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2.2. Features

Here are the current features and benefits of PojoCache:

  • Fine-grained replication. The replication modes supported are the same as that of Core Cache: LOCAL, REPL_SYNC, REPL_ASYNC, INVALIDATION_SYNC, and INVALIDATION_ASYNC (see the main JBoss Cache reference documentation for details). The replication level is fine-grained and is performed automatically once the POJO is mapped into the internal cache store. When a POJO field is updated, a replication request will be sent out only to the key corresponding to that modified attribute (instead of the whole object). This can have a potential performance boost during the replication process; e.g., updating a single key in a big HashMap will only replicate the single field instead of the whole map!

  • Transactions. All attached objects participate in a user transaction context. If a rollback occurs, the previous internal field state of the object will be restored:
    POJO p = new POJO();
    p.setName("old value");
    pojoCache.attach("id", p);
    tx.begin(); // start a user transaction
    p.setName("some pojo");
    tx.rollback(); // this will cause the rollback
    p.getName(); // is "old value"

    In addition, operations under a transaction is batched. That is, the update is not performed until the commit phase. Further, if replication is enabled, other nodes will not see the changes until the transaction has completed successfully.

  • Passivation. POJO Cache supports the same passivation provided by Core Cache. When a node mapped by POJO Cache has reached a configured threshold, it is evicted from memory and stored using a cache loader. When the node is accessed again, it will be retrieved from the cache loader and put into memory. The configuration parameters are the same as those of the Cache counterpart. To configure the passivation, you will need to configure both the eviction policy and cache loader.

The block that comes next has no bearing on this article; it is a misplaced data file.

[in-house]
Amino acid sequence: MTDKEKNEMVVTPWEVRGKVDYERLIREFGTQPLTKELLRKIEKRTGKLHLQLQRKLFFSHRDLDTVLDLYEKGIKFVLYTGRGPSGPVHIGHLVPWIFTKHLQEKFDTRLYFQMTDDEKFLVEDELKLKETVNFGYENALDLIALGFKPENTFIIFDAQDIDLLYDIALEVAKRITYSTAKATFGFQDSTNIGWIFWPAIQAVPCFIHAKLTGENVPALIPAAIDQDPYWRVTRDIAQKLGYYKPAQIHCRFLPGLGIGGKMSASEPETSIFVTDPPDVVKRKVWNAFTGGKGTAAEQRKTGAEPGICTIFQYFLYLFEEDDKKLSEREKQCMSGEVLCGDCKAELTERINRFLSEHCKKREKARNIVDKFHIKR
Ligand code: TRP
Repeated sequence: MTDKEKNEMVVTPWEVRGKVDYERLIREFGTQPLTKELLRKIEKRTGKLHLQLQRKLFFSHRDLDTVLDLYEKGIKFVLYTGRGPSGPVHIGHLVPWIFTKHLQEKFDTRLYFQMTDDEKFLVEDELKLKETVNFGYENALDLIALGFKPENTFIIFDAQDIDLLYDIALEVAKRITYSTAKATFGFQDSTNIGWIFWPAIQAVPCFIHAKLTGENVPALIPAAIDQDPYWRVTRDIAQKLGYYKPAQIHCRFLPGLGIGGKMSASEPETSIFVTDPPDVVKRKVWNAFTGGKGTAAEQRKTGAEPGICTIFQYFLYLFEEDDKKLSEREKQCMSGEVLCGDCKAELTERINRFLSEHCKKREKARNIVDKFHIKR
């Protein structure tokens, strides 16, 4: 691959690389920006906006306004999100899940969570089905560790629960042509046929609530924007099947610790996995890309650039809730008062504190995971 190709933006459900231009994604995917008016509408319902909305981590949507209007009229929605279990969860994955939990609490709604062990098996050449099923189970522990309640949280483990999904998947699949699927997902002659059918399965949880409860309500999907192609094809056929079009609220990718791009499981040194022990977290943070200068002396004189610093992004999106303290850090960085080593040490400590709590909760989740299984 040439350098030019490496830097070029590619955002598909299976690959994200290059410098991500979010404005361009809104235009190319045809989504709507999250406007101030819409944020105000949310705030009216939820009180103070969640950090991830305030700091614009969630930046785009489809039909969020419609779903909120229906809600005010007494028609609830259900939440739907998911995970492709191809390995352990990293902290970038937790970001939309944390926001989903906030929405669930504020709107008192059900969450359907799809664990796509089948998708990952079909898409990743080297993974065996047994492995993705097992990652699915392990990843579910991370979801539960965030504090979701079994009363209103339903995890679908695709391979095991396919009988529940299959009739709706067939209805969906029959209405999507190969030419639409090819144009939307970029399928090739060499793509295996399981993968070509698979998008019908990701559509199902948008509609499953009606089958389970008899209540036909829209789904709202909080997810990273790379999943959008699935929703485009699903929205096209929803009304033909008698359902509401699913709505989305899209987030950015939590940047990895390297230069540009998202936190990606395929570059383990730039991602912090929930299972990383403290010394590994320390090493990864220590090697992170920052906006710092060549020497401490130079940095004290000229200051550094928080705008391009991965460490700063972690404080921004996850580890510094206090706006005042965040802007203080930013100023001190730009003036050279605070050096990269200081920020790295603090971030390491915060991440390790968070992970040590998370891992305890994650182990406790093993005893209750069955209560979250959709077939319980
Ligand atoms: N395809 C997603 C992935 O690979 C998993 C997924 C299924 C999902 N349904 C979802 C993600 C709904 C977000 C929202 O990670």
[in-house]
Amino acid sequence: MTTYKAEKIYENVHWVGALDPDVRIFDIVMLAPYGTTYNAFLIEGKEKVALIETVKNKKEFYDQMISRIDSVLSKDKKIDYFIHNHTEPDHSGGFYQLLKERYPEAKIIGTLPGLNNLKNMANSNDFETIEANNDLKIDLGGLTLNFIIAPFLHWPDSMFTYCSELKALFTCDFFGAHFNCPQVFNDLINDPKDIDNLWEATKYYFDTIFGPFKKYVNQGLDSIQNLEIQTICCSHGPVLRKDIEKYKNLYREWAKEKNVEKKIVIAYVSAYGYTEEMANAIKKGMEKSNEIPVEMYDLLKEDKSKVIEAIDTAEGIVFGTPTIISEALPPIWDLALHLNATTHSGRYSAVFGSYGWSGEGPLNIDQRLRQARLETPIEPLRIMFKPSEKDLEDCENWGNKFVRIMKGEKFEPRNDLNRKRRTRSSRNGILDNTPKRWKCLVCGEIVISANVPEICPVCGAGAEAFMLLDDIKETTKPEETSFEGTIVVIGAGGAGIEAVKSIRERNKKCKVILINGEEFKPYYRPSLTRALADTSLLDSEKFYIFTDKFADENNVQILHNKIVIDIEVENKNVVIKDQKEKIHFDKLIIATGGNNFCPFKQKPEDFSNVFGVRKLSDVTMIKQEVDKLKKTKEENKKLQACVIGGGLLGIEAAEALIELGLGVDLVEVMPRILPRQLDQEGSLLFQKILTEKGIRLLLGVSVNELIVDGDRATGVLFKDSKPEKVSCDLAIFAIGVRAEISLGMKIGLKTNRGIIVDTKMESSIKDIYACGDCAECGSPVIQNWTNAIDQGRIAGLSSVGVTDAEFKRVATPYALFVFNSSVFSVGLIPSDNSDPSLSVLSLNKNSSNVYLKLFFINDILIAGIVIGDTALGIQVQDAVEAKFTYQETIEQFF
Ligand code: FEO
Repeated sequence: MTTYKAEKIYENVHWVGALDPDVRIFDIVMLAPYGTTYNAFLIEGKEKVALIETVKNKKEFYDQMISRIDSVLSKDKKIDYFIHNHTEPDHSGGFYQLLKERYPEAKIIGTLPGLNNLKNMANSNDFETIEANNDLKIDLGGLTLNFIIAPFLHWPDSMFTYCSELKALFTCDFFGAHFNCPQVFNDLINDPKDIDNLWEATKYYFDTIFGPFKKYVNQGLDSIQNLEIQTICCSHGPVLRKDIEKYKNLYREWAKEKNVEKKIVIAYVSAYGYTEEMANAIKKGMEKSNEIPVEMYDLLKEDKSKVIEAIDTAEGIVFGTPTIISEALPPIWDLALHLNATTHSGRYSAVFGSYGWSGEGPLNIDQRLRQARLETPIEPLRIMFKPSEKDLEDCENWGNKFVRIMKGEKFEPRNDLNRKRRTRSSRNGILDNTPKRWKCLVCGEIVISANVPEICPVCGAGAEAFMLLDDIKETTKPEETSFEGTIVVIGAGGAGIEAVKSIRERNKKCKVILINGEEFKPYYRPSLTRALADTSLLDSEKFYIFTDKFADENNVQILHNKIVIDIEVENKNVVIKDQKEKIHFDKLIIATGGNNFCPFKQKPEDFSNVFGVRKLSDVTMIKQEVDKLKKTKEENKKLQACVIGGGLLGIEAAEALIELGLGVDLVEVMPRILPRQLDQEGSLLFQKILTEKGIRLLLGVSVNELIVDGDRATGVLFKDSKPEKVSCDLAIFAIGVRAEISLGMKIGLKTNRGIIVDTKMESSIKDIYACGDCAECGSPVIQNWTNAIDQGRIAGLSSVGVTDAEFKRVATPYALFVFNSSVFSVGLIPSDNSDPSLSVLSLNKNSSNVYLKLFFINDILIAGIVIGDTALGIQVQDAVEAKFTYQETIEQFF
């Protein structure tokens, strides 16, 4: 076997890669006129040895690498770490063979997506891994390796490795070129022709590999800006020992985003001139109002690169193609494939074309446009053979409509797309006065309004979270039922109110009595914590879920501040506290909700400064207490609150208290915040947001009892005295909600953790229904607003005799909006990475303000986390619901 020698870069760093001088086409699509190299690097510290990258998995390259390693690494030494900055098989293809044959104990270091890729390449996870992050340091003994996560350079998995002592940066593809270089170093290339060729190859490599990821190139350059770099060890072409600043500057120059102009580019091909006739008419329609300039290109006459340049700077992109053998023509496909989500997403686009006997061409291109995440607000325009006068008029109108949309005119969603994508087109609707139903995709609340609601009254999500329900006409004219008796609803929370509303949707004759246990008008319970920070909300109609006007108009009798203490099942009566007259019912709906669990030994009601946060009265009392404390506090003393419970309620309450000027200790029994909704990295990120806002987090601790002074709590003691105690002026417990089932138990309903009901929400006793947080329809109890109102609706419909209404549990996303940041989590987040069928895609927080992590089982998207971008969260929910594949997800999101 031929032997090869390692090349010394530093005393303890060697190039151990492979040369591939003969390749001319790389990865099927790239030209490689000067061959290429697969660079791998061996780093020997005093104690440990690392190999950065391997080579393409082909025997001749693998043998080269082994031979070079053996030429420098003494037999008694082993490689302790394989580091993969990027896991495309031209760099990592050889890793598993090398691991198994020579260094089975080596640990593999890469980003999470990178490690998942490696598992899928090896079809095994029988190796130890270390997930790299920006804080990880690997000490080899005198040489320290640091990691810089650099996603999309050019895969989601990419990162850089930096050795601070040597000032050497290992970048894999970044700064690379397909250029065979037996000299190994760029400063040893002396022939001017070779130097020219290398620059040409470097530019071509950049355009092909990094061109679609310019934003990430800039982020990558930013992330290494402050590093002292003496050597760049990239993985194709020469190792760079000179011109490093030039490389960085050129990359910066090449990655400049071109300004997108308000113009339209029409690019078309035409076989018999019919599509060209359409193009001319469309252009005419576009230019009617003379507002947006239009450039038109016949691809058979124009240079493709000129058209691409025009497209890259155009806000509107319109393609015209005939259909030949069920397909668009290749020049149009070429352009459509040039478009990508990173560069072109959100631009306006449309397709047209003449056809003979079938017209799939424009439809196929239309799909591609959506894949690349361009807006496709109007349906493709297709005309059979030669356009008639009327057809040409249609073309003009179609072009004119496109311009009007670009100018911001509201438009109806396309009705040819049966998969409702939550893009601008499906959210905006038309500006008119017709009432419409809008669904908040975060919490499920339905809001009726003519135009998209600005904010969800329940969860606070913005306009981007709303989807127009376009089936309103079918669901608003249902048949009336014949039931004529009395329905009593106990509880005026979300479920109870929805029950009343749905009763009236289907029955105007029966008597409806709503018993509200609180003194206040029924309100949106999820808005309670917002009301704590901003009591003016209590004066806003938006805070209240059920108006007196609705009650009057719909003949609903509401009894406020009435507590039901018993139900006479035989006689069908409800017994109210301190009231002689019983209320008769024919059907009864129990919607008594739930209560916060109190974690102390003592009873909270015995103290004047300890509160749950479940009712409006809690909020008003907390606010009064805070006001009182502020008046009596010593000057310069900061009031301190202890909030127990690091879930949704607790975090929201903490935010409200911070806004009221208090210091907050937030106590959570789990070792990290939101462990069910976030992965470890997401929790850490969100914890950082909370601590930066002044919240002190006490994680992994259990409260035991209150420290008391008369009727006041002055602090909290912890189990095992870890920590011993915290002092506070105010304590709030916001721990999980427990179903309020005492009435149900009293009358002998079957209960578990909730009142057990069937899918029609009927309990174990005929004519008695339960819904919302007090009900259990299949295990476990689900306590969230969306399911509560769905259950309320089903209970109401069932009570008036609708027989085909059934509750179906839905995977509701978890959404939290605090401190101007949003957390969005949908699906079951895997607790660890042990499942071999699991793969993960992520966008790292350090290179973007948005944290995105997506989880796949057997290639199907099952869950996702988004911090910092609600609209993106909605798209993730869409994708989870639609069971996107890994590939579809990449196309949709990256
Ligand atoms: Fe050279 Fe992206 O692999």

• Object cache by reachability, i.e., recursive object mapping into the cache store. On attach, POJO Cache will attach all referenced objects as well. This feature is explained in more detail later.

  • Natural Object Relationships. Java references are preserved as they were written. That is, a user does not need to declare any object relationship (e.g., one-to-one, or one-to-many) to use the cache.

  • Object Identity. Object identity is preserved. Not only can a cached object be compared using equals(), but the comparison operator, ==, can be used as well. For example, an object such as Address may be multiple referenced by two Persons (e.g., joe and mary). The objects retrieved from joe.getAddress() and mary.getAddress() should be identicali, when when retrieved from a different node in the cluster then that which attached them.

  • Inheritance. POJO Cache preserves the inheritance hierarchy of any object in the cache. For example, if a Student class inherits from a Person class, once a Student object is mapped to POJO Cache (e.g., attach call), the fields in the base class Person are mapped as well.

  • Collections. Java Collection types (e.g. List, Set, and Map) are transparently mapped using Java proxies. Details are described later.

  • Annotation based. Starting from release 2.0, JDK 5 annotations are used to indicate that an object should be instrumented for use under POJO Cache (once attached).

  • Transparent. Once a POJO is attached to the cache, subsequent object model changes are transparently handled. No further API calls are required.